You can manipulate an existing memory simply by suggesting new or different information, Iowa State University researchers have shown.
The key is timing and recall of that memory, said Jason Chan, an assistant professor of psychology at Iowa State. “If you reactivate a memory by retrieving it, that memory becomes susceptible to changes again. And if at that time, you give people new contradictory information, that can make the original memory much harder to retrieve later,” Chan said.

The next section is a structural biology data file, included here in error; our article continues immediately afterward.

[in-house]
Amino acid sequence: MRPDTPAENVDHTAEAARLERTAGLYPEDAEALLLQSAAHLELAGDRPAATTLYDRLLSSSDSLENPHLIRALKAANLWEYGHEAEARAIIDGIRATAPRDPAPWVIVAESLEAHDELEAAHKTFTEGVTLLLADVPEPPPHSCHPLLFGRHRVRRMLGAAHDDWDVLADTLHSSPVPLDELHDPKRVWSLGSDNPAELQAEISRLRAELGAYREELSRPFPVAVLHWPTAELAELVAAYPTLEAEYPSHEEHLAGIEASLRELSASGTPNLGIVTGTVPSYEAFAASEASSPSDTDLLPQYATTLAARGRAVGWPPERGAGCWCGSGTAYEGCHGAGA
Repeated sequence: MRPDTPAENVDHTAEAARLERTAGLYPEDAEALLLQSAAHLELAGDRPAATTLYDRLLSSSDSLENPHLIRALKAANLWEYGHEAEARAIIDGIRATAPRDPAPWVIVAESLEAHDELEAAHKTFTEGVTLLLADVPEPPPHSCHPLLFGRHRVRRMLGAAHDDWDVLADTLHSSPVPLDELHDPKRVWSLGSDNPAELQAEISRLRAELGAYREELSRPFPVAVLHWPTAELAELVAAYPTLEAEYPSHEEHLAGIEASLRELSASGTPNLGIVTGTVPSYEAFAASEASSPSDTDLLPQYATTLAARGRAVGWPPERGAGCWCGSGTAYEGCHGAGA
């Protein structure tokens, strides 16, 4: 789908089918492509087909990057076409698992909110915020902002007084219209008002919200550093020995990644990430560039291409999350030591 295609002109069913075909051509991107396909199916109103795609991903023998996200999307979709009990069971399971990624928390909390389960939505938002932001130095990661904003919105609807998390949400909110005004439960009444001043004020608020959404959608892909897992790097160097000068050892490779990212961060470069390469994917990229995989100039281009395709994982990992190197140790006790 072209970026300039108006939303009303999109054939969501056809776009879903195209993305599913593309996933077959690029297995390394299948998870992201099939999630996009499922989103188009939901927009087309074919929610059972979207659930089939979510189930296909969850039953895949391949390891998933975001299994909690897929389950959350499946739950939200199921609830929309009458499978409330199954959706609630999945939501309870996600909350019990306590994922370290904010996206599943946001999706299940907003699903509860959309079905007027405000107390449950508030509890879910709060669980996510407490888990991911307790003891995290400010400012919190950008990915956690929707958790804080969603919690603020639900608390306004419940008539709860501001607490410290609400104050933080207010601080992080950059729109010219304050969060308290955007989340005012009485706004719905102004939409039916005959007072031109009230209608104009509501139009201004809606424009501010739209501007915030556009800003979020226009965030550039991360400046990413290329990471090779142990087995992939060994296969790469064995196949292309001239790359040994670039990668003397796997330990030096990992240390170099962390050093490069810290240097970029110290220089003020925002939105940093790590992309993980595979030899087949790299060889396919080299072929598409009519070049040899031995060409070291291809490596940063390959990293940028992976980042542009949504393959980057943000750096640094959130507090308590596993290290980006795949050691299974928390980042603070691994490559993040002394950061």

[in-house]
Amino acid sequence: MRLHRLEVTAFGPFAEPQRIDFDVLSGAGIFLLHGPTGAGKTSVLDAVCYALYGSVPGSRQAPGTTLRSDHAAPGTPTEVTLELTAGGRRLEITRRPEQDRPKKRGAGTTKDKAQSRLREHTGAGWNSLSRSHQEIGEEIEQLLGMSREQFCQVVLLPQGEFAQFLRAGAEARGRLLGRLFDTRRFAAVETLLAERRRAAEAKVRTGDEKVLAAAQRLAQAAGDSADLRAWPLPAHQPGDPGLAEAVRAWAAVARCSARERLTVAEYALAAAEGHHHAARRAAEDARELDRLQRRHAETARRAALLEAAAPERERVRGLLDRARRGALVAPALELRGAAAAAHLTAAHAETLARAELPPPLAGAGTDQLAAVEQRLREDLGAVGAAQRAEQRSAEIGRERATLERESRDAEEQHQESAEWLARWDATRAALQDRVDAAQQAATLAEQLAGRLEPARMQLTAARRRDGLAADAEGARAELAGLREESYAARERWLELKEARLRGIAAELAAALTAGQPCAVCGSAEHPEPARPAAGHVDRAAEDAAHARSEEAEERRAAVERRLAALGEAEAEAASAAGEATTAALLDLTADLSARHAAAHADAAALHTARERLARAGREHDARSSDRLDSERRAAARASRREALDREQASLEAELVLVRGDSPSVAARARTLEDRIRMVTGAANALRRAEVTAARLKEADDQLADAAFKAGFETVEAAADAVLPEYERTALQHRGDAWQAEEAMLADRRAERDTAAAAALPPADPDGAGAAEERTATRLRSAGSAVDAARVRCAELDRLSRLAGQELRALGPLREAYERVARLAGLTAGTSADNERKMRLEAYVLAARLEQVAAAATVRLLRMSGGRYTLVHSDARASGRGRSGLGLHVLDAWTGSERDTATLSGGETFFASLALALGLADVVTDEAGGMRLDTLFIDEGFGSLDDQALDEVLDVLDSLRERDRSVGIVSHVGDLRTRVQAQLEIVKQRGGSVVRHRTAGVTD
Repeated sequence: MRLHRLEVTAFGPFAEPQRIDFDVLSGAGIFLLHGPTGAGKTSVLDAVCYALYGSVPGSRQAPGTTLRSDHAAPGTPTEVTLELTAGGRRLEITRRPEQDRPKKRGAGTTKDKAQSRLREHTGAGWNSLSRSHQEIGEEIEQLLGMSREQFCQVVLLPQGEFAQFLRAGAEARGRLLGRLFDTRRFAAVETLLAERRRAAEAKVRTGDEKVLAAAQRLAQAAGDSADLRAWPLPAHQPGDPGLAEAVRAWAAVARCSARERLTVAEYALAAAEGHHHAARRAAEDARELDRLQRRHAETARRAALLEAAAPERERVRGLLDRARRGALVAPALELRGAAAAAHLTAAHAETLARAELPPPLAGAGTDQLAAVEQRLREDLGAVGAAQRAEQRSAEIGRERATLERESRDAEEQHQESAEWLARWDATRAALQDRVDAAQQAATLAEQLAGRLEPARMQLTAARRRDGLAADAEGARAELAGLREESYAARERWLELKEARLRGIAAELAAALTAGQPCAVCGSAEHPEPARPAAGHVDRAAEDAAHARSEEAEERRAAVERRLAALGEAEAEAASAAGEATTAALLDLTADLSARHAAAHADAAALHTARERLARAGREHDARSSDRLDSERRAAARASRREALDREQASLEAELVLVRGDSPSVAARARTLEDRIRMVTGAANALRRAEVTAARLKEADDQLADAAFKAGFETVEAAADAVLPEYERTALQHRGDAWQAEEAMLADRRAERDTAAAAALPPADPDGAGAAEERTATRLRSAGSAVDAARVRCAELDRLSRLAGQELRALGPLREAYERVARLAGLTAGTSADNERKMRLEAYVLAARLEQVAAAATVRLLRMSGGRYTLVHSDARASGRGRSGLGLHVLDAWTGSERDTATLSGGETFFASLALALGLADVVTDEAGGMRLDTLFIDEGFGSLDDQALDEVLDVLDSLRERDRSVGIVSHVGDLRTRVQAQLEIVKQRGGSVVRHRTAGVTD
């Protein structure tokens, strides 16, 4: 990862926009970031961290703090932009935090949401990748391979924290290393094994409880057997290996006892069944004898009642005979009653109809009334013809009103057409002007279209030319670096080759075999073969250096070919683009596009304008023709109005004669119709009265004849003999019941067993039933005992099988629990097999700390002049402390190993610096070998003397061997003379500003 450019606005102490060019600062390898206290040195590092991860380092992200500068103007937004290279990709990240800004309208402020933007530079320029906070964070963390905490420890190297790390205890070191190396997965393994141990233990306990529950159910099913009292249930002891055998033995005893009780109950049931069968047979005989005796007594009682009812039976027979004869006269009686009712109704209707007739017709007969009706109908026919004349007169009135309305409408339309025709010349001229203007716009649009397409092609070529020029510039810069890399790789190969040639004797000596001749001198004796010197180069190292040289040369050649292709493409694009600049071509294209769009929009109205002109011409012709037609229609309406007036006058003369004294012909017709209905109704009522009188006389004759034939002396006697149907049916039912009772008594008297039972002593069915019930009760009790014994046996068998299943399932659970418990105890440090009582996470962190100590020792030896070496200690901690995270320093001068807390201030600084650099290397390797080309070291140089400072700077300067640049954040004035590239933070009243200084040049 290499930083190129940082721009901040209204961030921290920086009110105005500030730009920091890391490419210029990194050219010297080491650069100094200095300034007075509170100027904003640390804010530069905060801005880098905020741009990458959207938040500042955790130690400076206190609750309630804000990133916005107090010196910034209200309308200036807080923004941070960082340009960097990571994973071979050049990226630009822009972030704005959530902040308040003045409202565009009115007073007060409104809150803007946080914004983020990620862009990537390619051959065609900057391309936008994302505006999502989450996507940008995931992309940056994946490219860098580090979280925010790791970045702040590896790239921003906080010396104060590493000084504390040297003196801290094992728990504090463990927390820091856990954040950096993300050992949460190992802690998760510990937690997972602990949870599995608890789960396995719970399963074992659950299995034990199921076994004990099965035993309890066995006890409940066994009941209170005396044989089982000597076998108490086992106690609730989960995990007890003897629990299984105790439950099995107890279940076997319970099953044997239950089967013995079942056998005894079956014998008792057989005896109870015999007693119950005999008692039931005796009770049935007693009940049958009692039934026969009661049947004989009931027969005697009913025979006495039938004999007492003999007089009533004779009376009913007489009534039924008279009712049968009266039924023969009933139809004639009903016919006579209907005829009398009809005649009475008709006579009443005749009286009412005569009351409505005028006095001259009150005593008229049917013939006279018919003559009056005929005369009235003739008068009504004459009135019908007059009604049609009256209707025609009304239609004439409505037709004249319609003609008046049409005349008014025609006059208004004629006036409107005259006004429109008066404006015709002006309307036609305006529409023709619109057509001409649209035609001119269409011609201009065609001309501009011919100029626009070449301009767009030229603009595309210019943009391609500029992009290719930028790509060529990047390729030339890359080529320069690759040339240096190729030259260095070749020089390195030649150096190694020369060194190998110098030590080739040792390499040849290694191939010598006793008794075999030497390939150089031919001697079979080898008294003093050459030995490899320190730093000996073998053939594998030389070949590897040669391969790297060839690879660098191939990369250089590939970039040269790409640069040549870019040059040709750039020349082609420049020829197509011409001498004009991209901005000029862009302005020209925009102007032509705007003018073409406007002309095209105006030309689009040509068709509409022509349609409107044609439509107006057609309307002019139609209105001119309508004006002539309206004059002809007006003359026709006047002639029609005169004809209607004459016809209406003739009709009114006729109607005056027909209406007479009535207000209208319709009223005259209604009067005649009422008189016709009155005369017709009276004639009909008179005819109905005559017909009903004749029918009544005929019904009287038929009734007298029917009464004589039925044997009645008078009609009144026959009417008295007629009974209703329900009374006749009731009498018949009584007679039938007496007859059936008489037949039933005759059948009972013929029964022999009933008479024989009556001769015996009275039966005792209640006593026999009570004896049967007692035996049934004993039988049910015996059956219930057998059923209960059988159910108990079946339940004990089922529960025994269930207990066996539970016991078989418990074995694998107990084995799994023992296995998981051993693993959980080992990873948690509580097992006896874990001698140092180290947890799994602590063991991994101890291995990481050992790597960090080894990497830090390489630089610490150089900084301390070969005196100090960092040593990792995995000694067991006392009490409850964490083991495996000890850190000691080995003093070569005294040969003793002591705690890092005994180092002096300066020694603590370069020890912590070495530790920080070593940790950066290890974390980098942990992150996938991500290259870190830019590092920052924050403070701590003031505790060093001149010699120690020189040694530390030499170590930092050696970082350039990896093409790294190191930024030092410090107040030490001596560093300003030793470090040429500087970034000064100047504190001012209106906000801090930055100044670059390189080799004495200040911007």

One of the major findings from the studies is the impact on declarative memory — a memory that can be consciously recalled and verbally described, such as what you did last weekend. The effects are powerful because people are retrieving memory and then incorporating new information. Chan and Jessica LaPaglia, a graduate student at Iowa State, tested the impact of new information when presented at different time intervals after the retrieval of the original memory.